When I first read this entry, it struck me as a strangely tantalising advert for whatever it was that Walton wasn’t quite selling. The semi-reluctance to hawk one’s wares, coupled with the incongruity between so brazen a title and so exiguous a print run (the precise count of which was apparently worth only a rough estimate), caused me to wonder whether this “weird little pamphlet” was a disowned opusculum, an interstitial masterpiece, an evanescent jape, or a crumb of coterie swag. Thus I decided – set though I was on purchasing Strange House regardless of the outcome – to try to get my hands on the mysterious lagniappe, and duly rattled off a pre-purchase email to inquire whether or not there was any surplus of it. To my disappointment, I was told (in vaguely – or perhaps inversely – Kafkaesque fashion): “The laws are all gone now”. But this response may just have been part of the game; for when Strange House arrived in the post, I was delighted to find that a copy of Ten Laws had been slipped into the package after all. 
Walton’s pamphlet is indeed “weird”, as I hoped it would be; however, its weirdness is of a different kind to that of previous Lindsay/Crot/Walton iterations that I’ve encountered. Neither quite poetry nor fiction, Ten Laws might at first glance be described as a kind of satirical ‘rules of play’ collection (although I’m not entirely sure that the original genre even exists capable of being satirised). Regardless, ‘rules of play’ gets quickly to the point; for this pamphlet could just as easily have been titled Ten Games as Ten Laws—not only because it is as ludic as it is prescriptive, but because it draws attention to the extent to which the two are often imbricated. 
The games contained within Ten Laws seem at first all to be fanciful variations of chess – ‘Threadchess’, ‘Something elsechess’, ‘Jellychess’, ‘Choicechess’, etc. – but the scacchic organizing principle is deliberately entropic, and the laws/games soon change, become by turns Oulipian, card-based, and ultimately (in accordance with a different entropy—a macro-entropy) nebulous. We might think that chess – with its precise grid, its authoritative codification, and its discernibly sublimated violence – is the perfect choice of game with which to frontload Ten Laws; a game, that is, that comes pre-packaged with allegorical potential, its every latent zugzwang a possible metaphor for the horrible decisions that we have to make under capitalism. Right? Well, sure—but also, no, not really. Tempting though it is to read Ten Laws under a ‘games-as-sublimated-violence/laws-as-codified-violence’ lens, we shouldn’t forget that Walton – who has, after all, published a book titled Daiquiris & Demigods: The Drinking Roleplaying Game – is a writer who seems genuinely to love games for their own sake.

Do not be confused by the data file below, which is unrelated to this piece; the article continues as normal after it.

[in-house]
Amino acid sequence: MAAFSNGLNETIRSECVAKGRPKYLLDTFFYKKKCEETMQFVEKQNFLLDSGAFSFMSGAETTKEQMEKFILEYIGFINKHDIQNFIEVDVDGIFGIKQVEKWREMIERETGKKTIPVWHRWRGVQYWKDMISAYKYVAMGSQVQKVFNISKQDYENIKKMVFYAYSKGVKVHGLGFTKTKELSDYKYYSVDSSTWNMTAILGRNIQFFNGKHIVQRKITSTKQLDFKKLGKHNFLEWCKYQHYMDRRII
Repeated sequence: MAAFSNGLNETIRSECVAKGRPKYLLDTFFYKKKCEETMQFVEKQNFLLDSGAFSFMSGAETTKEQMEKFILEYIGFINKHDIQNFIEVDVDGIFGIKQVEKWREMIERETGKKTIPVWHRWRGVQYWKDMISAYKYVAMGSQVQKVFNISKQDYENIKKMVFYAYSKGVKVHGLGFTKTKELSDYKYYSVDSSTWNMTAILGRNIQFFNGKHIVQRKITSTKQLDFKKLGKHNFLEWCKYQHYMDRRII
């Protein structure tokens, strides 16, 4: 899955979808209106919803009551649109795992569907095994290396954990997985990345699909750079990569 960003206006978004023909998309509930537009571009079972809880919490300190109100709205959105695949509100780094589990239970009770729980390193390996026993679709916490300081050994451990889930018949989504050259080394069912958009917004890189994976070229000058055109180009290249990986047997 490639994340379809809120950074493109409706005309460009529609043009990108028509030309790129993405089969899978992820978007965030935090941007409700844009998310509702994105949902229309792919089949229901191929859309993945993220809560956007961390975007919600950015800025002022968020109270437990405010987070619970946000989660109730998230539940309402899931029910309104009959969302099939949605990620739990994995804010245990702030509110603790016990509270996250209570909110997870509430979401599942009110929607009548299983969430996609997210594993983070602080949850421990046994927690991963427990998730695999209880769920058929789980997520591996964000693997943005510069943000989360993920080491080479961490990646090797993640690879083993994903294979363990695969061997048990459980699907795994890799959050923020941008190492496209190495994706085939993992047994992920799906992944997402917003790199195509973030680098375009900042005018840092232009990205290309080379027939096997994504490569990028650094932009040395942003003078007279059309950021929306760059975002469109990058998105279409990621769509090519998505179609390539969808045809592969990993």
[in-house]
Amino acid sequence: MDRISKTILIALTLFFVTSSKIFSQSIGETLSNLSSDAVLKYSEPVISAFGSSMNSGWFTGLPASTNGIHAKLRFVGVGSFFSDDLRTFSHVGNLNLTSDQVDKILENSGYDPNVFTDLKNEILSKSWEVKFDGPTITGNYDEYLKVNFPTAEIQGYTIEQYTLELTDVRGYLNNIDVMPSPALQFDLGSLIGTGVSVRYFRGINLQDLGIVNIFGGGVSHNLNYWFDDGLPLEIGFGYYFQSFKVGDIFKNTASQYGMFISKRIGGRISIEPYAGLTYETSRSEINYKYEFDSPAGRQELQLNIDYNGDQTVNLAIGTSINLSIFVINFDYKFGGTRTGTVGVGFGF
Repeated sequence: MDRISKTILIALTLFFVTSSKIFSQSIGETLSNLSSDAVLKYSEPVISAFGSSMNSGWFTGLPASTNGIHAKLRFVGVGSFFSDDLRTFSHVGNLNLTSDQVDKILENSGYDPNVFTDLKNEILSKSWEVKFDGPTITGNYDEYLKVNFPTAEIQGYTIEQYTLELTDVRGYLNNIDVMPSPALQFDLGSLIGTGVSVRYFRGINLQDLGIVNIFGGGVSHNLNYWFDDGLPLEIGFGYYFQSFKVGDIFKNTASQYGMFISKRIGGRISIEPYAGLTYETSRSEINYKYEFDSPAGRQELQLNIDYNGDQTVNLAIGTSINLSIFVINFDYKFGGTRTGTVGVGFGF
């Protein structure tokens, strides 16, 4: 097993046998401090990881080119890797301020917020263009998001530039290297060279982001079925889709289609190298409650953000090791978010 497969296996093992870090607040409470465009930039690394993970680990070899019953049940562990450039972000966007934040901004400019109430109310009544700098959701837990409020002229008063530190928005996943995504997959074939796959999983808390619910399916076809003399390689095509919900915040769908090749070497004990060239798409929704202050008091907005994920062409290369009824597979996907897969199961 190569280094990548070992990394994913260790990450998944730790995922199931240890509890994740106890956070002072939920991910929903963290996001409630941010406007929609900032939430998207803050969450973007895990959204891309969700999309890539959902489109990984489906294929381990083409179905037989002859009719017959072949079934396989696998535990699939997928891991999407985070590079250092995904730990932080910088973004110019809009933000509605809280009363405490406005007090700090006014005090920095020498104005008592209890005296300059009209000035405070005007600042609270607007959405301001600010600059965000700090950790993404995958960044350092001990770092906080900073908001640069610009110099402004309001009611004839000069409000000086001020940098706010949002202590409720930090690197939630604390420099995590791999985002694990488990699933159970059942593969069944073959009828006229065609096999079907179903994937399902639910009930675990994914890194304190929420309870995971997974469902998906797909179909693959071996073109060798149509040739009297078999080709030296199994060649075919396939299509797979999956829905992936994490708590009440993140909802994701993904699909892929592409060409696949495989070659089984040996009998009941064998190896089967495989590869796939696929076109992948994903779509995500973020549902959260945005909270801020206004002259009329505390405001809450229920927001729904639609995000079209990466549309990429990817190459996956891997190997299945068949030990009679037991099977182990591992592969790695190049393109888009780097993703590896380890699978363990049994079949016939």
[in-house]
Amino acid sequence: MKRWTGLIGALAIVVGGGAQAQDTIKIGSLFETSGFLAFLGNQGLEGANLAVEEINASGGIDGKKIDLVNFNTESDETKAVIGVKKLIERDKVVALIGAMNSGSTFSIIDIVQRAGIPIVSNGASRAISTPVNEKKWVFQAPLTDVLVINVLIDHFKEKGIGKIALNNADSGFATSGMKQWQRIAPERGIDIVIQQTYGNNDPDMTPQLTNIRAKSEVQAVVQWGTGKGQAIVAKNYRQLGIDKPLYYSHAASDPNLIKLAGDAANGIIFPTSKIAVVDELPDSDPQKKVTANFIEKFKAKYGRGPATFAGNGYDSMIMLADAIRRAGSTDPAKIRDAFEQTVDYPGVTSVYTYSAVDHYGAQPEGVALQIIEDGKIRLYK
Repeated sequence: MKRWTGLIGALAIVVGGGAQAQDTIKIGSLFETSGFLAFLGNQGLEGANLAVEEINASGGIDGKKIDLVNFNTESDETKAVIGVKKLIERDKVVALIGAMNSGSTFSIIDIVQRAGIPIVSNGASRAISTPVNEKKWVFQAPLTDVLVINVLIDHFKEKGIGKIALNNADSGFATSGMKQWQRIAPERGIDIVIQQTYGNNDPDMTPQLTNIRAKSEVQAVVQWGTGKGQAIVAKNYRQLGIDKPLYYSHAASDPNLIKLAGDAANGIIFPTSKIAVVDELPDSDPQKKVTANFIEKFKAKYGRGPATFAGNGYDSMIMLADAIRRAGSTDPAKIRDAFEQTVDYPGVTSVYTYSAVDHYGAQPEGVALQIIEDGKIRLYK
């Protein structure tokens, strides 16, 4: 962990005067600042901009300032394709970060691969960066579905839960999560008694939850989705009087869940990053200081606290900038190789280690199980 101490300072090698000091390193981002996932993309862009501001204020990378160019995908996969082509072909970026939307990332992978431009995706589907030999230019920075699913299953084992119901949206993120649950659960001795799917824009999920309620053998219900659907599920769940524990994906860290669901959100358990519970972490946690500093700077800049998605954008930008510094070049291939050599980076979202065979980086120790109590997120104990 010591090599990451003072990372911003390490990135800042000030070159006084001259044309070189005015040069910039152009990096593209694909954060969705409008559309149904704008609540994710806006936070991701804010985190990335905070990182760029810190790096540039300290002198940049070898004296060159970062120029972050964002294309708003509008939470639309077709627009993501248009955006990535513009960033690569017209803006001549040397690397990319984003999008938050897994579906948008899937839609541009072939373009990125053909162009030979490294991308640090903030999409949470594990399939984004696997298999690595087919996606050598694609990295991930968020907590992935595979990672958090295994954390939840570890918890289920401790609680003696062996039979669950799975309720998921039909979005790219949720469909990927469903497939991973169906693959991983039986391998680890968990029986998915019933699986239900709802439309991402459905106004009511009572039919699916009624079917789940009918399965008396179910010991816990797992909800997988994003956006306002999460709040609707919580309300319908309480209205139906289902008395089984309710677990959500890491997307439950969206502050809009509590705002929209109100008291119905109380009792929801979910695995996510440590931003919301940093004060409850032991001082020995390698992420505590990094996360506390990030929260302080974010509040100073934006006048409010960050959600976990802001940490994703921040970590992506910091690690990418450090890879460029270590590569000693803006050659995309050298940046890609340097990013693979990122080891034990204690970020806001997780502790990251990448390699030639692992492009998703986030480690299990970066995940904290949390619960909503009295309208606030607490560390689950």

Amongst the chess games in Ten Laws, ‘Threadchess’ is the most copiously codified. An excerpt:
Perhaps you ought to leave the timer and the “touch-move” conventions aside. You may call it a Horsie or a Knight must you must call it a Rook not a Castle. You may agree at the start to gender-flip the King and Queen’s patterns of movement and boss-fight significance, it may do some good.